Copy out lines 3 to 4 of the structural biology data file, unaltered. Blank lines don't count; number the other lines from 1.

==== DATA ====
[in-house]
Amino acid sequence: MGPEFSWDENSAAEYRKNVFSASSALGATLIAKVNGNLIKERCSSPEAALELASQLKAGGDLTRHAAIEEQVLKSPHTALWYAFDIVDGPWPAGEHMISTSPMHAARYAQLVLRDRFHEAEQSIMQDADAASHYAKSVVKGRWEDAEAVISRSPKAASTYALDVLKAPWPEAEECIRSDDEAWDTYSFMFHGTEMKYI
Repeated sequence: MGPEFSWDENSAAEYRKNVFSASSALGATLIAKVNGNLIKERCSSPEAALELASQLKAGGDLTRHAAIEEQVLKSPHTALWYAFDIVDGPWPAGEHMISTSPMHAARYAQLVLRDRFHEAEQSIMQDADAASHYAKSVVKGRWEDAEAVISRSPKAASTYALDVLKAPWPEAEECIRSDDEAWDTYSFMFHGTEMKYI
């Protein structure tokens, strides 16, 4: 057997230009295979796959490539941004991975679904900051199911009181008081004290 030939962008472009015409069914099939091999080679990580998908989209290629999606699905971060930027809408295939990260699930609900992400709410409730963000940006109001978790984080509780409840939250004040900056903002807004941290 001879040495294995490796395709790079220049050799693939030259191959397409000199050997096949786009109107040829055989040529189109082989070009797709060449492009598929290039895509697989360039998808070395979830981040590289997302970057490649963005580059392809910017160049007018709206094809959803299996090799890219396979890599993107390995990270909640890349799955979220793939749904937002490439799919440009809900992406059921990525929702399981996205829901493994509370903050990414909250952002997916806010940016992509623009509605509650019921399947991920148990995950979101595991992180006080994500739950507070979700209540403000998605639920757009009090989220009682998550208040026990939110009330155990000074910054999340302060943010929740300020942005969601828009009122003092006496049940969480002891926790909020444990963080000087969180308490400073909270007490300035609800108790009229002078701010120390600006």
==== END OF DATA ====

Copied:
Repeated sequence: MGPEFSWDENSAAEYRKNVFSASSALGATLIAKVNGNLIKERCSSPEAALELASQLKAGGDLTRHAAIEEQVLKSPHTALWYAFDIVDGPWPAGEHMISTSPMHAARYAQLVLRDRFHEAEQSIMQDADAASHYAKSVVKGRWEDAEAVISRSPKAASTYALDVLKAPWPEAEECIRSDDEAWDTYSFMFHGTEMKYI
């Protein structure tokens, strides 16, 4: 057997230009295979796959490539941004991975679904900051199911009181008081004290 030939962008472009015409069914099939091999080679990580998908989209290629999606699905971060930027809408295939990260699930609900992400709410409730963000940006109001978790984080509780409840939250004040900056903002807004941290 001879040495294995490796395709790079220049050799693939030259191959397409000199050997096949786009109107040829055989040529189109082989070009797709060449492009598929290039895509697989360039998808070395979830981040590289997302970057490649963005580059392809910017160049007018709206094809959803299996090799890219396979890599993107390995990270909640890349799955979220793939749904937002490439799919440009809900992406059921990525929702399981996205829901493994509370903050990414909250952002997916806010940016992509623009509605509650019921399947991920148990995950979101595991992180006080994500739950507070979700209540403000998605639920757009009090989220009682998550208040026990939110009330155990000074910054999340302060943010929740300020942005969601828009009122003092006496049940969480002891926790909020444990963080000087969180308490400073909270007490300035609800108790009229002078701010120390600006």